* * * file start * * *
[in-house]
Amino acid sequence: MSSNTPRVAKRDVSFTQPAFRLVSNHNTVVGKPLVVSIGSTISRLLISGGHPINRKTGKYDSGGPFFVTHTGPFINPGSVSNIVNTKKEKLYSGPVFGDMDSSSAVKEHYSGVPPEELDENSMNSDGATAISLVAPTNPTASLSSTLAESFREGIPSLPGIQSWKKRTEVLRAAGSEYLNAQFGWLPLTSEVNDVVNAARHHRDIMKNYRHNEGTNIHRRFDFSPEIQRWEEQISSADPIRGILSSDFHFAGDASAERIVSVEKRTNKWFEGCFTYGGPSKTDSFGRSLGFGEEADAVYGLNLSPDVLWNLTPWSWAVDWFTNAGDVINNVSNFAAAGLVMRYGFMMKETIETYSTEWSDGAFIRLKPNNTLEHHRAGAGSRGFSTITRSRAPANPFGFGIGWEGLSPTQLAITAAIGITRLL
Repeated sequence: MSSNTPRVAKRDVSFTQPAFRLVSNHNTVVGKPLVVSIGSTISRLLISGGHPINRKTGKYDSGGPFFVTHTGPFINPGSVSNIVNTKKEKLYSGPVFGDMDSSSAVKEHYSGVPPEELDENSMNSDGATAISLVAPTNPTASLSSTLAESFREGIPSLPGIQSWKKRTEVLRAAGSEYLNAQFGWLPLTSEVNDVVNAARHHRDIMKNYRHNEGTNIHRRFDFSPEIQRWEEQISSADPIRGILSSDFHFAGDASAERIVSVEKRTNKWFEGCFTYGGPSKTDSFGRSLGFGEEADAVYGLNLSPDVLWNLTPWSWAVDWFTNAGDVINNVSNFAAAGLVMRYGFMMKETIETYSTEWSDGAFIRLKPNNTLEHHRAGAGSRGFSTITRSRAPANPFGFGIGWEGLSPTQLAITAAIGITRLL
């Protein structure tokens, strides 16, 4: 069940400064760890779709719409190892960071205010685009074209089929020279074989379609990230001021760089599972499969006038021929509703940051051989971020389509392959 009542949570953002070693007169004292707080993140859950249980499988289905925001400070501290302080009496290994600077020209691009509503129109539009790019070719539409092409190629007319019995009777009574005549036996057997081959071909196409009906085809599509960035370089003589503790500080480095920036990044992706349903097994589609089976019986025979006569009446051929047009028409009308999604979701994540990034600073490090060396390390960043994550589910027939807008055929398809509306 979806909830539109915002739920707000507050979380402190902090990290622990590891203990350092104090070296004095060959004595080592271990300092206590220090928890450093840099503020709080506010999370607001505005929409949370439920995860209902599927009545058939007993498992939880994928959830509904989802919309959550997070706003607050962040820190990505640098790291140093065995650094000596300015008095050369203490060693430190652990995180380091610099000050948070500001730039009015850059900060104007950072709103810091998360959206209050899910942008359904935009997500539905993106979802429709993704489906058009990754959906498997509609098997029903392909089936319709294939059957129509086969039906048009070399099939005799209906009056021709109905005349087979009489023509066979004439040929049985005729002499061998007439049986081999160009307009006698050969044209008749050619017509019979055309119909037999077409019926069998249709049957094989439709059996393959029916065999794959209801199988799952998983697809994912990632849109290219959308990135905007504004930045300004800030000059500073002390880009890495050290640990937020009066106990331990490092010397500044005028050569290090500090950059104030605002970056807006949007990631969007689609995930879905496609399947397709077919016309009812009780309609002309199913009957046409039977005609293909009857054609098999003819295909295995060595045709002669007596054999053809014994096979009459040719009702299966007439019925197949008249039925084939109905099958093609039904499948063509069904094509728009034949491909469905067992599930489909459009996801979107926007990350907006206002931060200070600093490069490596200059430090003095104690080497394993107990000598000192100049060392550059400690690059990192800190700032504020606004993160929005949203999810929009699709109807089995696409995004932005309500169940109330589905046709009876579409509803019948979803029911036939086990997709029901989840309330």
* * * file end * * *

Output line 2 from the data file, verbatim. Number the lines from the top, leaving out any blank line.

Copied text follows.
Amino acid sequence: MSSNTPRVAKRDVSFTQPAFRLVSNHNTVVGKPLVVSIGSTISRLLISGGHPINRKTGKYDSGGPFFVTHTGPFINPGSVSNIVNTKKEKLYSGPVFGDMDSSSAVKEHYSGVPPEELDENSMNSDGATAISLVAPTNPTASLSSTLAESFREGIPSLPGIQSWKKRTEVLRAAGSEYLNAQFGWLPLTSEVNDVVNAARHHRDIMKNYRHNEGTNIHRRFDFSPEIQRWEEQISSADPIRGILSSDFHFAGDASAERIVSVEKRTNKWFEGCFTYGGPSKTDSFGRSLGFGEEADAVYGLNLSPDVLWNLTPWSWAVDWFTNAGDVINNVSNFAAAGLVMRYGFMMKETIETYSTEWSDGAFIRLKPNNTLEHHRAGAGSRGFSTITRSRAPANPFGFGIGWEGLSPTQLAITAAIGITRLL